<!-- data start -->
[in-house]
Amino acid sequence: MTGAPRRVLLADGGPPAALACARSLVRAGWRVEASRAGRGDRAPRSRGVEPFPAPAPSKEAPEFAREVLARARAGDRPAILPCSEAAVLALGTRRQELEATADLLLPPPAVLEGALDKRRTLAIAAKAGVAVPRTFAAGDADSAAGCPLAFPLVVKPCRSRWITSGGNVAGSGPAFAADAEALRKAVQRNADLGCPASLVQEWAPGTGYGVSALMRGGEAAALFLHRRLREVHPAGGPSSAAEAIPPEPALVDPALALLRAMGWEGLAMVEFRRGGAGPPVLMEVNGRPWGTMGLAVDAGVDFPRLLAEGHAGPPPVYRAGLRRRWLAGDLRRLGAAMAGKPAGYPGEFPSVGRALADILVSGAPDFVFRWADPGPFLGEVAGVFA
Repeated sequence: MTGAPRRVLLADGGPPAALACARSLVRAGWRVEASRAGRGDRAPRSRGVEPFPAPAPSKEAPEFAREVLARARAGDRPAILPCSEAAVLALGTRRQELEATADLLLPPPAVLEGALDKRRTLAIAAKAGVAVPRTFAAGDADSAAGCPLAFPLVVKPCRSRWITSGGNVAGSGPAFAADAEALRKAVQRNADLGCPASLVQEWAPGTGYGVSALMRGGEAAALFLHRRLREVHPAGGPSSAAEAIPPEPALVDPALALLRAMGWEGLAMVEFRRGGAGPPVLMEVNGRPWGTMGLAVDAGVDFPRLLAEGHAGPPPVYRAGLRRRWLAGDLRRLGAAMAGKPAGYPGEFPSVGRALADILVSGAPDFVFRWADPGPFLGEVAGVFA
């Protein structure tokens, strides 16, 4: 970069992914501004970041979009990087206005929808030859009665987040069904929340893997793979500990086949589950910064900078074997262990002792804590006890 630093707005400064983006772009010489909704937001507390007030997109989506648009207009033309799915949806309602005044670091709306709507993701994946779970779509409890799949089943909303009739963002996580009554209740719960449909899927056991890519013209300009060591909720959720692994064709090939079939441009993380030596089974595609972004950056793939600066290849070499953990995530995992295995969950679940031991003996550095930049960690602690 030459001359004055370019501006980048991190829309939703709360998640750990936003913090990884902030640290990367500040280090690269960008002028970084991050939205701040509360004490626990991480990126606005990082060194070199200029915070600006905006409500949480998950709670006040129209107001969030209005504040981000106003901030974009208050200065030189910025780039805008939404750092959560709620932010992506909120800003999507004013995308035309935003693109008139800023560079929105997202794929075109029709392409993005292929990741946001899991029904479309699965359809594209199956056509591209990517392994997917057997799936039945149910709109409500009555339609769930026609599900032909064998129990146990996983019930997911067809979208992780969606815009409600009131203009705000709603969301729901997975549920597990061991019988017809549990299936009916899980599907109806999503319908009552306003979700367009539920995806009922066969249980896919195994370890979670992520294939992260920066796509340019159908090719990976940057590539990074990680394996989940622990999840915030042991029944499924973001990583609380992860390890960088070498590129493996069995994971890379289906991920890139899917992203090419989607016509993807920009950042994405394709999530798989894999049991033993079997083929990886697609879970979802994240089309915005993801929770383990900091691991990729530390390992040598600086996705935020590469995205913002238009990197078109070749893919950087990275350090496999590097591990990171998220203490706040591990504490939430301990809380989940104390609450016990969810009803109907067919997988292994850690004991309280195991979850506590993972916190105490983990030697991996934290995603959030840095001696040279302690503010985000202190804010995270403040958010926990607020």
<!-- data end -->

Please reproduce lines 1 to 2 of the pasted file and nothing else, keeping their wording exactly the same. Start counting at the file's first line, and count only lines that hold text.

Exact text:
[in-house]
Amino acid sequence: MTGAPRRVLLADGGPPAALACARSLVRAGWRVEASRAGRGDRAPRSRGVEPFPAPAPSKEAPEFAREVLARARAGDRPAILPCSEAAVLALGTRRQELEATADLLLPPPAVLEGALDKRRTLAIAAKAGVAVPRTFAAGDADSAAGCPLAFPLVVKPCRSRWITSGGNVAGSGPAFAADAEALRKAVQRNADLGCPASLVQEWAPGTGYGVSALMRGGEAAALFLHRRLREVHPAGGPSSAAEAIPPEPALVDPALALLRAMGWEGLAMVEFRRGGAGPPVLMEVNGRPWGTMGLAVDAGVDFPRLLAEGHAGPPPVYRAGLRRRWLAGDLRRLGAAMAGKPAGYPGEFPSVGRALADILVSGAPDFVFRWADPGPFLGEVAGVFA